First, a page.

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Columns | Go Far With Kovar

Tips for Buying Stocks
with Confidence

by Taylor Kovar
Hey Taylor - I've had money sitting in an Ameritrade account for months, and I have yet to move on any stocks because I'm afraid I'll have immediate buyer's remorse. Any tricks for picking out good shares so I can buy with confidence? - Martin

Hey Martin - If you don't mind, let's replace the word "tricks" with "strategies." There's not really a code to crack when it comes to trading stocks. Instead, it's on you to develop a strategy that keeps you honest and helps you find the best value. Here are a few things to keep in mind.
1. Stay within your wheelhouse. For whatever reason, people are constantly buying shares in companies they've never heard of. I can't think of a crazier thing to do with your money. That's like giving a stranger a thousand bucks, asking for a yearly return, and not signing a contract. If you're going to invest in a company and stake your own money on that enterprise's success, don't you want to know what the company does? Better yet, don't you want to believe in the product that company sells? If there are items you constantly buy and use, you're probably a fan of whoever makes those products. I'd much rather you buy shares of a business you trust and understand than some highly-touted tech company which you have no idea about.

2. Balance creative thinking with controlled buying. To find good value you need to think about what markets, industries, and services are poised for growth. Once you have a sector in mind, consider the peripheral businesses and industries that influence the market in question. For example, if you're interested in electric cars, you might want to research businesses that manufacture innovative batteries. By finding smaller organizations that bigger companies depend on, you could discover an excellent business that's undervalued by the general public. If you're still investing in companies you trust, a little creative thinking can be a good way to diversify your portfolio without taking on too much risk.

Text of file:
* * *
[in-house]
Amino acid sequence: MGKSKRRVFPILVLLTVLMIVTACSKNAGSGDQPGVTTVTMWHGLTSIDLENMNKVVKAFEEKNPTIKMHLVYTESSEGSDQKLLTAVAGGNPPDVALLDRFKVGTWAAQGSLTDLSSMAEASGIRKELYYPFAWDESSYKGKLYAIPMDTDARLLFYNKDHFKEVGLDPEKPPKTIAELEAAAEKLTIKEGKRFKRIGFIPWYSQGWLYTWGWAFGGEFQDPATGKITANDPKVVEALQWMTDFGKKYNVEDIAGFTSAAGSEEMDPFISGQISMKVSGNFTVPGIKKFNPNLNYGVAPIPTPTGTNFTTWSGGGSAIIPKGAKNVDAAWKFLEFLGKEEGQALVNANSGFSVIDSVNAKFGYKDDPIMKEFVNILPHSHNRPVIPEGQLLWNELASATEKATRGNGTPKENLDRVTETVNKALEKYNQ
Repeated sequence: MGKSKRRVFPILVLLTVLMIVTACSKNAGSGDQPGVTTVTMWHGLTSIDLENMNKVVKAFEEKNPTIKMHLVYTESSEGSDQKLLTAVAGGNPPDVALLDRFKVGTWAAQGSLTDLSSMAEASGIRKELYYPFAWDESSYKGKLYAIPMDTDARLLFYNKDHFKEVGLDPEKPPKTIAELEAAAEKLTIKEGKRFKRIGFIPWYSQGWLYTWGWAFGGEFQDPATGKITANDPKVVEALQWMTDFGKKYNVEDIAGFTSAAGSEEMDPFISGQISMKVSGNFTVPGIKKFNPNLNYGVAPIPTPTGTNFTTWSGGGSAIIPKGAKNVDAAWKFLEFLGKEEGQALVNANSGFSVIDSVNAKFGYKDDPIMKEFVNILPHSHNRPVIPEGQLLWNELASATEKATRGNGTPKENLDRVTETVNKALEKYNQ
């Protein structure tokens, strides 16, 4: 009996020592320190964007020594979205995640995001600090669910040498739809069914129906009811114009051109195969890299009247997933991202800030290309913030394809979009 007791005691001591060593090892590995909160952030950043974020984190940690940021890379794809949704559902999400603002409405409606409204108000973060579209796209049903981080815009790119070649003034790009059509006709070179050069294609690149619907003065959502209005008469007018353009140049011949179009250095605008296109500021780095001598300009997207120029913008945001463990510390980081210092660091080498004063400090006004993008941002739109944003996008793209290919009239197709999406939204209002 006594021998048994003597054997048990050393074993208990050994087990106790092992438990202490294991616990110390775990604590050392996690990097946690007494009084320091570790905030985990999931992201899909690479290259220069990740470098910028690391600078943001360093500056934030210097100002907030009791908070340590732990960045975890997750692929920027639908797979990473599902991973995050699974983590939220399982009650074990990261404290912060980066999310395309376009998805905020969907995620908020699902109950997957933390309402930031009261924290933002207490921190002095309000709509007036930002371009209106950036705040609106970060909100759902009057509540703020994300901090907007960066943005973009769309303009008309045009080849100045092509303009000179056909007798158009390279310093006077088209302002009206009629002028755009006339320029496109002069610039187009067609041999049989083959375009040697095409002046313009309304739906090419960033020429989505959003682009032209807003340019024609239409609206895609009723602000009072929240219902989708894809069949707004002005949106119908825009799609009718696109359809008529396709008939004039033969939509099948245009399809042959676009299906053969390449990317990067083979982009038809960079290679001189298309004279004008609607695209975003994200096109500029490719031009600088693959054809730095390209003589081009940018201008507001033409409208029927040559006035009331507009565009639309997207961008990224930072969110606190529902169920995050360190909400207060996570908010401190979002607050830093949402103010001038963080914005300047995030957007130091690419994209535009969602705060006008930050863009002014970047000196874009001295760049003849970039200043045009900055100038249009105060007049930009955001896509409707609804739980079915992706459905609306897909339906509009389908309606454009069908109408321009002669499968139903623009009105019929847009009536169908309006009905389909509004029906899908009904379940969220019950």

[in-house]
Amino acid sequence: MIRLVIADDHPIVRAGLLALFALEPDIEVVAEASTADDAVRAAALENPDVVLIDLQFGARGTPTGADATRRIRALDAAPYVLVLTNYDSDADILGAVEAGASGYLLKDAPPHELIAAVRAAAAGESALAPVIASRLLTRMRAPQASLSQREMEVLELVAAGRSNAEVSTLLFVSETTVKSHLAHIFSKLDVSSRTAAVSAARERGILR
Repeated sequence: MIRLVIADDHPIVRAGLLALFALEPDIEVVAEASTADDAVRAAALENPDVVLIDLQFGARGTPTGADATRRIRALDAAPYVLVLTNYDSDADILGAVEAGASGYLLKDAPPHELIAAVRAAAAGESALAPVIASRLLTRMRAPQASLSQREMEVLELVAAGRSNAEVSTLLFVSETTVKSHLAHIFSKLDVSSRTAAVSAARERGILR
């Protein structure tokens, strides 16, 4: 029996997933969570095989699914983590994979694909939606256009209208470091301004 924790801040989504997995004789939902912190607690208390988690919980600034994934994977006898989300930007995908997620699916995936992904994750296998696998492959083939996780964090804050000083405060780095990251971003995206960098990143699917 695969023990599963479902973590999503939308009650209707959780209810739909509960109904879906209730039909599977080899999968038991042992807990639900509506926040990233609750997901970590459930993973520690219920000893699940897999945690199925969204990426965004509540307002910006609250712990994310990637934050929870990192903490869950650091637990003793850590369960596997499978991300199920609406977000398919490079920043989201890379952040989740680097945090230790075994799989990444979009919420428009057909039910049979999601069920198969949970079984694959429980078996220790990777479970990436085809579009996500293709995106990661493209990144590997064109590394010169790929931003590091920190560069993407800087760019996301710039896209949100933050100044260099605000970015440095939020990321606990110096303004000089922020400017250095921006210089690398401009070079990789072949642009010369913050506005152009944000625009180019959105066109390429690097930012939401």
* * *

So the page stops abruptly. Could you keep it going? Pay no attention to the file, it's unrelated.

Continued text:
3. Don't be afraid of a sale. The stock market is the one place where people don't seem to like a bargain. If the price drops on plane tickets, you rush to book a flight; when the asking price for a stock goes down, people run for the hills. If you have confidence in a particular company, buying after the stock price plunges can be a smart move, but be sure you have good reason to believe the company will recover from whatever caused the dip.
The long and short of my stock-buying advice is to be smart about it. Buy within industries you know, get shares of companies you like and understand, and then stay the course. As long as you don't try to outsmart yourself, you and the Dow should get along just fine.


Taylor Kovar May 4, 2018
More "Go Far With Kovar"

Disclosure: Information presented is for educational purposes only and is not an offer or solicitation for the sale or purchase of any specific securities, investments, or investment strategies. Investments involve risk and, unless otherwise stated, are not guaranteed. Be sure to first consult with a qualified financial adviser and/or tax professional before implementing any strategy discussed herein. Past performance is not indicative of future performance. To submit a question to be answered in this column, please send it via email to Question@TaylorKovar.com, or via regular mail to Lessons on Wealth, 106 E Lufkin Ave., Lufkin, TX 75901.

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